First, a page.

Here’s what could happen next for Silicon Valley Bank customers
A customer stands outside the closed headquarters of Silicon Valley Bank (SVB) on March 10, 2023 in Santa Clara, California.
Justin Sullivan | Getty Images
Silicon Valley Bank customers, along with investors and bankers around the world, are awaiting word from US regulators on what’s next after the biggest bank failure since 2008.
The Federal Deposit Insurance Corporation (FDIC) said Friday that SVB will open Monday morning, under the control of the newly formed National Deposit Insurance Bank of Santa Clara. Once that happens, insured depositors with up to $250,000 in their accounts will be able to access their money.
But most of SVB’s deposits were not insured, and it is unclear when those customers will get access to their money – or if they will get it all back. SVB’s role as the main bank for start-ups and other venture-backed companies means that many companies may struggle to meet payment and other obligations if their money is not repaid quickly.
Many investors on Wall Street and in Silicon Valley expect additional information to be announced at some point on Sunday. Here’s a look at some of the ways forward from here.
The Treasury Secretary, Janet Yellen, said on Sunday that financial support from SVB is not on the table but that regulators are exploring other options.
“We care about investors and we’re focused on trying to meet their needs,” Yellen said on CBS’ “Face the Nation.”
“This is really a decision for the FDIC, as they decide how best to resolve this company,” she said.
U.S. Treasury Secretary Janet Yellen attends a U.S. House Ways and Means Committee hearing on President Joe Biden’s fiscal year 2024 Budget Request on Capitol Hill in Washington, U.S., March 10, 2023.
Evelyn Hockstein Reuters
One possible option is to use the FDIC’s systemic risk exception tool to freeze uninsured deposits at SVB. Under the Dodd-Frank Act, that move would have to be made in conjunction with the Treasury Secretary and the Federal Reserve.
In addition, Bloomberg News reported on Saturday that regulators were weighing creating a special investment vehicle that would stop uninsured deposits at other banks, which could keep the bank from disintegrating in the -next week.
Another possibility is if another bank stepped up to buy part or all of SVB. This happened during the financial crisis, including when JPMorgan Chase including Washington Mutual in 2008. Bloomberg News reported Sunday that the FDIC is running an auction process for SVB.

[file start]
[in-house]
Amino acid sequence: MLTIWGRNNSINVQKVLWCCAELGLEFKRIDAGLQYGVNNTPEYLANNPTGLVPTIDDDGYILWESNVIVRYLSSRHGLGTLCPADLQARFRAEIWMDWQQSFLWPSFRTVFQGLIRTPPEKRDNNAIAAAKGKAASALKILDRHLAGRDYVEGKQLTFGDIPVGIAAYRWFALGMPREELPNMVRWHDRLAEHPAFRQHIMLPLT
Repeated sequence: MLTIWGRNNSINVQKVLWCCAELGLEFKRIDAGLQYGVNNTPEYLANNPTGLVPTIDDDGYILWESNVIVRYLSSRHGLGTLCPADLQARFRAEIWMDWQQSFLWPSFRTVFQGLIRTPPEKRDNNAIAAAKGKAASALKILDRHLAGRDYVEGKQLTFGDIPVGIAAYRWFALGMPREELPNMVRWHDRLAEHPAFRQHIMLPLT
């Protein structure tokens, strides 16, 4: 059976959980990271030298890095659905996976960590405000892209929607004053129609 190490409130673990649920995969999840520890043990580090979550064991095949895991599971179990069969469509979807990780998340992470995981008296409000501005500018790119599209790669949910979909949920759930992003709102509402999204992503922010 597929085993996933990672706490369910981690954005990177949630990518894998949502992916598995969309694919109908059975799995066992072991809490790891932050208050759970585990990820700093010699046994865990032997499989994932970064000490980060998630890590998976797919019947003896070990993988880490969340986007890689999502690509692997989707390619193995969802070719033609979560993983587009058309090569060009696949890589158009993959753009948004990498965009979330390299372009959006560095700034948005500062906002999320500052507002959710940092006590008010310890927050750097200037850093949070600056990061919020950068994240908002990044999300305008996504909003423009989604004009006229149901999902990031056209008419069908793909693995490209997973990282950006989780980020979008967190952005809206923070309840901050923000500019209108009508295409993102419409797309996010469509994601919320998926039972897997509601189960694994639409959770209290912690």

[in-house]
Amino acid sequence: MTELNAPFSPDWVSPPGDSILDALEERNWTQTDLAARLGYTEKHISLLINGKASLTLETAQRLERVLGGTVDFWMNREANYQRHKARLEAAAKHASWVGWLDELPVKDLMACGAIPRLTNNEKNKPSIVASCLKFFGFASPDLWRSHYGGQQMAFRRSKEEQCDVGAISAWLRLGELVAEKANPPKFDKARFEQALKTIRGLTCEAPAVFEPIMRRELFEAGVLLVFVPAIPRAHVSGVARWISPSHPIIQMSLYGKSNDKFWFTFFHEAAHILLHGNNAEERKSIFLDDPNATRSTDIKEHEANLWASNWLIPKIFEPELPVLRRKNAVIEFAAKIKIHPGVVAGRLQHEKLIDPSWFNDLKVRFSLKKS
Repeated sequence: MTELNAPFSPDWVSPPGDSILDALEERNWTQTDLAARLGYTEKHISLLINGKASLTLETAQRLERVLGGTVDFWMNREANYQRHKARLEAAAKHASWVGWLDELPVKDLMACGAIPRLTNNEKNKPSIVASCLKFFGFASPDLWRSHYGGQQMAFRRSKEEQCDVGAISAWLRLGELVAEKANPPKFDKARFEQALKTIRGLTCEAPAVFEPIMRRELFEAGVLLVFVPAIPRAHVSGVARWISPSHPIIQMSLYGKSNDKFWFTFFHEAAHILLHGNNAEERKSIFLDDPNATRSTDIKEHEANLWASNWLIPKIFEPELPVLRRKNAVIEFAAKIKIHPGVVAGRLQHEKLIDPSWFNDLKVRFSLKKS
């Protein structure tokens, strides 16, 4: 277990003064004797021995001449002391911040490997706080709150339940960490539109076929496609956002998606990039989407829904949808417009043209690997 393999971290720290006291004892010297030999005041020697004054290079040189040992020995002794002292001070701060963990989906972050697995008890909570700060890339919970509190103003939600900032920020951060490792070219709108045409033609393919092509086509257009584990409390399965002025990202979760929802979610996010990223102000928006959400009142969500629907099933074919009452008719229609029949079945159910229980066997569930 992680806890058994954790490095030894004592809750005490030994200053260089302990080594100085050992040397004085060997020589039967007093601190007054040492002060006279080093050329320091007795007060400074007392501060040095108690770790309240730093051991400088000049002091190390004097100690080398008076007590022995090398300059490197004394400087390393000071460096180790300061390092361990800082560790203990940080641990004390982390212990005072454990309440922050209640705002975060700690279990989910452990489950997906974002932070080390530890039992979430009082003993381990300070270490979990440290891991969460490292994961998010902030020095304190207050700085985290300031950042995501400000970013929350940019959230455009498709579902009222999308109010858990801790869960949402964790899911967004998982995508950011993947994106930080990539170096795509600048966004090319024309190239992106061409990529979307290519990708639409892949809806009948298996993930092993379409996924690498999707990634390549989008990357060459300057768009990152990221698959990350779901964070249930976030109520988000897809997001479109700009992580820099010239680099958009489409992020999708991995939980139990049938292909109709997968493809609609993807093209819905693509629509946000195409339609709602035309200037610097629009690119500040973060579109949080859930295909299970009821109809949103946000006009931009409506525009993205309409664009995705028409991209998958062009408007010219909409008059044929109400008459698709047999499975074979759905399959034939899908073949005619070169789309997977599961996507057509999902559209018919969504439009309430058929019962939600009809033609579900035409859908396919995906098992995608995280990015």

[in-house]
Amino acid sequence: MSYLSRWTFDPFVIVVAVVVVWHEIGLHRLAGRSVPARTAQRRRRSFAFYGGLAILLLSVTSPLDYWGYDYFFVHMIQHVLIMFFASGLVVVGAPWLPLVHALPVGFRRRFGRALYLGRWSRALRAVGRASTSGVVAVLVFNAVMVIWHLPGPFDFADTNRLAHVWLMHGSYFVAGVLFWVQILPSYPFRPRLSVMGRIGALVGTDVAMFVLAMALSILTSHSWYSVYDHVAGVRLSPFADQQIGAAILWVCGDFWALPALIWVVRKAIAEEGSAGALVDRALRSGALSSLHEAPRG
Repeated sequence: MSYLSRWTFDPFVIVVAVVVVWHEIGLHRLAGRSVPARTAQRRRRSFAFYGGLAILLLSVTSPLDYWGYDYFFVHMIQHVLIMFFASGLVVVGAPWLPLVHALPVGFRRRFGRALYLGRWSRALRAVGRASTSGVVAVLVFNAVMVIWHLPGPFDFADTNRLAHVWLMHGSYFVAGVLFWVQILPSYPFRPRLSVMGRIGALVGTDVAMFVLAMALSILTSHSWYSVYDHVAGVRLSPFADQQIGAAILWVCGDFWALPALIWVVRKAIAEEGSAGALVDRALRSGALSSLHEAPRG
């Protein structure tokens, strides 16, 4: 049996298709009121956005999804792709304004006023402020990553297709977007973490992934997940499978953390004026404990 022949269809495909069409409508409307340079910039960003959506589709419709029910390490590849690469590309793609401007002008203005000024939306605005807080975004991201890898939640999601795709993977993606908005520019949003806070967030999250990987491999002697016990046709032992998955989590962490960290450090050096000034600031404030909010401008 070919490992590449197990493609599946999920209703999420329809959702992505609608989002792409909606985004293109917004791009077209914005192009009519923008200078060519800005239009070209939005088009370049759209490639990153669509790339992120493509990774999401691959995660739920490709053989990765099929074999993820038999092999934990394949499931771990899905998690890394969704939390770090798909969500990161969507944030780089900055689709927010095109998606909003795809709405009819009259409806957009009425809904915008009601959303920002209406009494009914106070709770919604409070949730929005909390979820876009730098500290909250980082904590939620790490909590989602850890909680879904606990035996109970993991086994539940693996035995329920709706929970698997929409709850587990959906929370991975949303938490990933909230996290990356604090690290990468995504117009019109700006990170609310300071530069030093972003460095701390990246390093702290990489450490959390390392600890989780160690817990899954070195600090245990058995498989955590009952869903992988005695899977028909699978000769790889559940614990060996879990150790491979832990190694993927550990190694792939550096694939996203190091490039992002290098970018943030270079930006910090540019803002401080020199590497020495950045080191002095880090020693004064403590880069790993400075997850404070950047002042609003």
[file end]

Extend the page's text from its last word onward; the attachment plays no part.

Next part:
Sen. Mark Warner (D-Va.), a member of the Senate Banking, Housing and Human Affairs Committee, said on ABC’s “This Week” that “the best outcome is to get SVB.”
Historically, such purchases have often occurred over weekends. As soon as the bank opens on Monday, more investors could withdraw their money, making sales more difficult.
Sell FDIC assets
If there is no buyer for SVB or a new reserve created by regulators, the FDIC sells SVB assets to raise funds that would be used to repay uninsured investors .
SVB had tens of billions of dollars in group mortgage-backed securities. These assets are very liquid, and theoretically could be sold quickly without much loss. Regulatory reforms since the 2008 financial crisis have also made mortgage-backed securities much safer than those that contributed to financial stability issues at the time.
The FDIC said Friday that uninsured depositors would receive a receipt and receive a payday advance within a week.
Bloomberg News reported on Saturday night that between 30% and 50% of the uninsured deposits could be returned as soon as Monday.
Other assets held by SVB include loans that are less liquid and may be more difficult to sell. That process could take several weeks or more and end with uninsured deposits being returned at less than 100%.
Some SVB customers, such as businesses, may be able to sell their investment applications to other financial companies at a discount to raise funds faster than the FDIC process.
Impact on markets, other banks
Investors have warned that the failure of government regulators to announce a new plan for the restoration of SVB investments could spread issues in other small and medium-sized banks as well as financial markets.
One worrisome consequence is that customers would withdraw large amounts of money from other banks and move them to the largest US banks that the government has defined as systemically important. Customers withdrew more than $42 billion from SVB on Thursday, and similar moves at other banks could weigh on those companies even if they had stronger balance sheets.
That fear could first appear in the financial markets. The US futures market opens at 6pm ET, and many Asian markets open around that time.
SVB’s failure has already had an impact on wider markets. The S&P 500 lost 4.55% last week, while regional bank stocks fell 16% for their worst week since March 2020.